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Monday, 1 October, 2001, 20:18 GMT 21:18 UK
Bankruptcy poses broadband debate
Excite@Home home page
AT&T's bid for Excite@Home assures users access for now
David Schepp

Excite@Home's late-Friday bankruptcy filing has left some wondering what the future holds for broadband communications in the US.

Analysts say broadband doomsayers should not read too much into Excite@Home's woes.

The firm's problems have far more to do with its internet-based roots than any of its technology for delivering the internet.

Internet users at an EZ Everything cyber café
Cable access allows users to surf the 'net far quicker than dial-up services
"The future for broadband is really terrific," says David Joyce, senior equity analyst at Miami-based Guzman & Co. "People are starting to get a taste of what all can be made available to them."

Excite@Home's decision to file for bankruptcy was not a surprise. "For months they've been looking for what to do to try to survive," he says.

Sweet deal

Excite@Home's action follows a similar move by fellow high-speed internet access provider Covad Communications.

Yet, despite these two high-profile bankruptcies, analysts see a bright future for the broadband-communications industry.

That is something AT&T, which holds a major stake in the internet firm, recognised when it entered into a definitive agreement to buy all Excite@Home's broadband assets for $307m (£208m).

AT&T's move means users of Excite@Home's services do not have to worry about an interruption in services.

And AT&T instantly acquires a large and loyal Excite@Home customer base - if its bid goes through.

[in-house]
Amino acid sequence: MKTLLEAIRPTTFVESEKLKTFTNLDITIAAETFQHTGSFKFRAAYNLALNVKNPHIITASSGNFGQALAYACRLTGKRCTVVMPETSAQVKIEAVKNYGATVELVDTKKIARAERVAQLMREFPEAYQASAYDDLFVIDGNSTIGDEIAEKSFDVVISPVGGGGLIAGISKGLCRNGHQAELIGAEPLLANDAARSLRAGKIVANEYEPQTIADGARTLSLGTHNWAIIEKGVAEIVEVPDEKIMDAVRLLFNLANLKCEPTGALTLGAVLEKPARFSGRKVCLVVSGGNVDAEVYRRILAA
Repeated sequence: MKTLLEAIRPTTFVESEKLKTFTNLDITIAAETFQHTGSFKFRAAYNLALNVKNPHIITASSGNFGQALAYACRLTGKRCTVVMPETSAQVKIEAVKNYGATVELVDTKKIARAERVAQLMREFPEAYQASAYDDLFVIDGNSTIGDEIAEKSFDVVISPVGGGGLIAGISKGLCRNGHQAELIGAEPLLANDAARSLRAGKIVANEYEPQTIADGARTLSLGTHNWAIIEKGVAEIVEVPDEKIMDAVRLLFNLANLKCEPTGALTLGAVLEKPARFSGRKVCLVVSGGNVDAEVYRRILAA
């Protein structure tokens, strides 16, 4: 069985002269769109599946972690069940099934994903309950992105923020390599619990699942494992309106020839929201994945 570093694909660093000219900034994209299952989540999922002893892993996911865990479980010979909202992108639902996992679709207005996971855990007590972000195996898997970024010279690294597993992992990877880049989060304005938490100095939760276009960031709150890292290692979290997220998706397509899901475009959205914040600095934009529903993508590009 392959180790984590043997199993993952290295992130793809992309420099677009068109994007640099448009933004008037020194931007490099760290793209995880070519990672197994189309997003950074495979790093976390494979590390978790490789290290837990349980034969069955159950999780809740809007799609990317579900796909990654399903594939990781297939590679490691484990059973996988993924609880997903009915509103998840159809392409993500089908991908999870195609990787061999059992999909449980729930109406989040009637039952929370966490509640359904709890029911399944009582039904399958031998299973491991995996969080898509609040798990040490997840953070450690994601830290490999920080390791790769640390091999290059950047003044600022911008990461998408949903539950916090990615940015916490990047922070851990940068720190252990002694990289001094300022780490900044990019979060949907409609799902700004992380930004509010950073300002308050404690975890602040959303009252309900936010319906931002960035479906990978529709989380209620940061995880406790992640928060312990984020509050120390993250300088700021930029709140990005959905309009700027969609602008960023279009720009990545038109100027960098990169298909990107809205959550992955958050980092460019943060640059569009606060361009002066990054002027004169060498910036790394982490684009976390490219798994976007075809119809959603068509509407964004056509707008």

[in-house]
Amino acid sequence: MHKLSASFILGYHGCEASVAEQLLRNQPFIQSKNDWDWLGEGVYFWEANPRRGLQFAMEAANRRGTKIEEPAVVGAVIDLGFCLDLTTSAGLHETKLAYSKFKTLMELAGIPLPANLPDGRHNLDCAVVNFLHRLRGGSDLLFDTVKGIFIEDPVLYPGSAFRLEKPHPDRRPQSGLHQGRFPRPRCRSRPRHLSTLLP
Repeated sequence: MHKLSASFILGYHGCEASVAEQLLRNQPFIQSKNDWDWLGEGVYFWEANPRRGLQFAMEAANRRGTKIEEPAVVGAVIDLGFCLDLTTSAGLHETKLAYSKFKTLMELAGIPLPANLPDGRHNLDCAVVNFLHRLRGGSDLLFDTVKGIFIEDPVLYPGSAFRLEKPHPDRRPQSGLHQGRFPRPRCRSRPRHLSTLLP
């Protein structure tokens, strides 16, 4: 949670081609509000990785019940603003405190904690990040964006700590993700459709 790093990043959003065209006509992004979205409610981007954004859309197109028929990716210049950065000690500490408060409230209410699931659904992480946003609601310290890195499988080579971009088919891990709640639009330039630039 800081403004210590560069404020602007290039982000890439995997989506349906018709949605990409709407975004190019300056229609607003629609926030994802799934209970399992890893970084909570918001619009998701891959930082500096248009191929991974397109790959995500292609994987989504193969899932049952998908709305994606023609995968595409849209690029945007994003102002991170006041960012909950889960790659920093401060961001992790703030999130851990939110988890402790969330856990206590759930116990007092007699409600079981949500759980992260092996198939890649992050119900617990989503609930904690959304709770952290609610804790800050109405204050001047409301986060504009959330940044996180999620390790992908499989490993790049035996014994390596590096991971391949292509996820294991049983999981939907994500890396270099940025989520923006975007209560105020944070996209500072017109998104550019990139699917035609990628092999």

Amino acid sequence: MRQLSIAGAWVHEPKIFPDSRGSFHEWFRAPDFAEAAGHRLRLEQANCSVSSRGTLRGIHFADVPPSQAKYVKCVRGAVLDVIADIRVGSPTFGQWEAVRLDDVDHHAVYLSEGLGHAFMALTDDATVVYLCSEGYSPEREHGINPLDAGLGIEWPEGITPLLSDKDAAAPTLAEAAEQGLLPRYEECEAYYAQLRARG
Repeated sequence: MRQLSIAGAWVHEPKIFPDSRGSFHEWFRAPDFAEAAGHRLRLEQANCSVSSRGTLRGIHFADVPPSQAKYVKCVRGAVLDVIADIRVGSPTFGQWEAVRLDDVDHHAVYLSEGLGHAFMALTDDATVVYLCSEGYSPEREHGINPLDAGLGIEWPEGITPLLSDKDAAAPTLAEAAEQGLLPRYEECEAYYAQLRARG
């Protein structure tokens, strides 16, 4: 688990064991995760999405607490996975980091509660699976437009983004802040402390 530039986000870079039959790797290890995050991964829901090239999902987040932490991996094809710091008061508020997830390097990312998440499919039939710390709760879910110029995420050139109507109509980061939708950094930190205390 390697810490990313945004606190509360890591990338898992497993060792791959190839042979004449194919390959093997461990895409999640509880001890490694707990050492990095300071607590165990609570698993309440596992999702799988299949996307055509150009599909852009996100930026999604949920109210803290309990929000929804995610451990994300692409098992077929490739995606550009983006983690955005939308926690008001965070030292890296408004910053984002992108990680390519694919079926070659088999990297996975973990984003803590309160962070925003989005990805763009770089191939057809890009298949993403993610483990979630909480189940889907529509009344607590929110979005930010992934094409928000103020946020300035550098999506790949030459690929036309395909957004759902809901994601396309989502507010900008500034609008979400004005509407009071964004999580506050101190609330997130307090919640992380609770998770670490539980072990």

AT&T has also pledged to hire a "substantial" number of Excite@Home's employees.

Big Names

AT&T Broadband's further inroads into cable-system supplied broadband services heats up competition in an industry already dominated by big names, including Earthlink, AOL Time Warner and Juno.

Mr Joyce says consumers who use broadband technology based on cable TV systems can expect an explosion of new services.

A better-quality picture and more choice of stations are just the beginning, he says.

"Over the long haul, [broadband] is going to be quite a good revenue and cash-flow generator for these cable companies."

Broadband supplied over cable TV systems is also much easier to come by, says Om Malik, senior writer for the technology magazine Red Herring.

"You have a whole series of new start-ups [that] are developing technologies to improve high-speed internet access over cable networks."

Mr Malik adds that the efforts of those new businesses mean the technology is far ahead of what digital-subscriber lines (DSL) - which use telephone networks - can offer.


One downside to high-speed internet access, such as cable TV supplied broadband or telephone-line dedicated DSL, is the high cost.

Typically, rates for these "always-on" technologies, which do not require a phone call to connect users to the internet, are at least twice as expensive as dial-up services.

Analysts do not see that cost as an inhibitor for growth among broadband firms.

They cite the demand for video-on-demand (VOD) as an example of one technology that will drive consumers to shell out for broadband.

Currently available in select US markets, VOD holds several advantages over video tapes and pay-per-view services, including the ability to watch movies whenever the viewer chooses.

Analysts believe that as VOD becomes more widely available, the demand for high-speed access via broadband supplied over cable TV systems will soar.

Speed and certainty

Also at issue are download speeds that vary according to load for cable-supplied access.

Much like water pressure that drops when more people open spigots, the speed by which programmes load vary according to the number of users.

Analysts also say that DSL technology - for now - is more reliable than broadband access.

Lastly, while Excite@Home's broadband business for now seems assured, the fate of its Web site has yet to be determined and may yet become one more casualty.
See also:

30 Sep 01 | Business
Excite@Home files for bankruptcy
28 Sep 01 | Business
AT&T seeks sale of units
21 Aug 01 | Business
Investors desert Excite@Home
25 Jul 01 | Business
AT&T in cable talks with AOL
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